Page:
Monday, 24 March 2014
Orison by Daniel Swensen
My rating: 5 of 5 stars
This is sword-and-sorcery done right.
Not only is the writing and editing almost flawless, the plotting, the character development and the worldbuilding are all at a very high standard. I seldom see a book this good.
Set in a grim world, but not grimdark, it's the story of hapless lowlifes doing the right thing, largely because of their friendship with each other, at personal cost. There's tragedy, but it's not all tragedy. (In fact, there are some wonderful wry comic moments in the dialogue, especially between the mage and the warrior.)
The characters have depth, and there are things they care about and will fight for. They're proactive and largely self-rescuing.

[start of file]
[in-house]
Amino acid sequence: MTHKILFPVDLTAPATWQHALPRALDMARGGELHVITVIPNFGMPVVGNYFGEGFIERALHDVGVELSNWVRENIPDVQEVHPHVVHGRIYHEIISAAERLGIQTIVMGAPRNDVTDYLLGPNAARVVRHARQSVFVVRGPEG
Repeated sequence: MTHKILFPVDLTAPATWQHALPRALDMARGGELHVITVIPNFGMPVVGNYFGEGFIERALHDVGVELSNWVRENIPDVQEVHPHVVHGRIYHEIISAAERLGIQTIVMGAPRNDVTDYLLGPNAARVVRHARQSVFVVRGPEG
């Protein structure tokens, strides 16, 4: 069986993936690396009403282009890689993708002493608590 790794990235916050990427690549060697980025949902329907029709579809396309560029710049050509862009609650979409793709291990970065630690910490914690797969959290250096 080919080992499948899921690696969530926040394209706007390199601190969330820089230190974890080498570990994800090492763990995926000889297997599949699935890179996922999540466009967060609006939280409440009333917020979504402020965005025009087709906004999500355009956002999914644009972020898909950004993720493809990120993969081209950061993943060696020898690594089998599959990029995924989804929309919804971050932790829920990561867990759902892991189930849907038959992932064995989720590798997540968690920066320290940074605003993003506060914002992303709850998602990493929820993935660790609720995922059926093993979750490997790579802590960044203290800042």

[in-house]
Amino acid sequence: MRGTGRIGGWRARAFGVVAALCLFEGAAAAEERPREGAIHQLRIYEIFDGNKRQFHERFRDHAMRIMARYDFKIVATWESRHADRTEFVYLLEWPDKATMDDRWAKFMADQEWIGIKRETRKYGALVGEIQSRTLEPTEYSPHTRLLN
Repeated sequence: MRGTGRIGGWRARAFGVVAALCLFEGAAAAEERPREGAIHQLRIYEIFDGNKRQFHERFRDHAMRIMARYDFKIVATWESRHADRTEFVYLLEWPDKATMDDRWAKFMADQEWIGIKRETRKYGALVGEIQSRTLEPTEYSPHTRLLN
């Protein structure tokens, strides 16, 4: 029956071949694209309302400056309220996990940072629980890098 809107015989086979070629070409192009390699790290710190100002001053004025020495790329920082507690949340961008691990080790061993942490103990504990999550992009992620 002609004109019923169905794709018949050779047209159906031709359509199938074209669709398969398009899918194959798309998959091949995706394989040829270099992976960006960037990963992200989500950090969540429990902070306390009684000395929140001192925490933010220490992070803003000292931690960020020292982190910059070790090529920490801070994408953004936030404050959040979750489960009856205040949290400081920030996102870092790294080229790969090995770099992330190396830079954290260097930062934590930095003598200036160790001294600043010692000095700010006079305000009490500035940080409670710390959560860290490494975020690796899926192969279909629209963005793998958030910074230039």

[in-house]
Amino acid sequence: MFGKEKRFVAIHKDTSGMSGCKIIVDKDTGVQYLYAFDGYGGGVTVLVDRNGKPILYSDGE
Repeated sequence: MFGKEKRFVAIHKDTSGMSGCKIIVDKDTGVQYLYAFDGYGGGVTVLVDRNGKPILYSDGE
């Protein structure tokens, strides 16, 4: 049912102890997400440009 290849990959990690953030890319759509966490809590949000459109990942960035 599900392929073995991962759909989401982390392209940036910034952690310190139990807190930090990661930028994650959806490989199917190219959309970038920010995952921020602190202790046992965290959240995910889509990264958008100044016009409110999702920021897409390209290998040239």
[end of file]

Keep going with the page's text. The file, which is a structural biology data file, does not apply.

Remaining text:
The world is the creation of powerful, arbitrary, even malevolent dragon-gods (and how cool is that?) who continue to interfere for their own amusement and to advance their inexplicable agendas, and against this seemingly hopeless backdrop the characters do the right thing anyway.
I normally only give five stars to books that have an extra layer of depth to them, that point outside themselves to deeper truths about the human condition, and/or those that are beautifully as well as competently written. Although the language here doesn't make it all the way to beautiful, it's certainly got the competent dial turned all the way up, and everything else is also so well done that I decided to award the fifth star - even before I worked out that this book does have something profound to say about the human condition and the perseverance of hope and friendship in the face of oppression.
I bought Orison because I'd seen several friends recommend it, and I wasn't at all disappointed. I recommend it very highly indeed.
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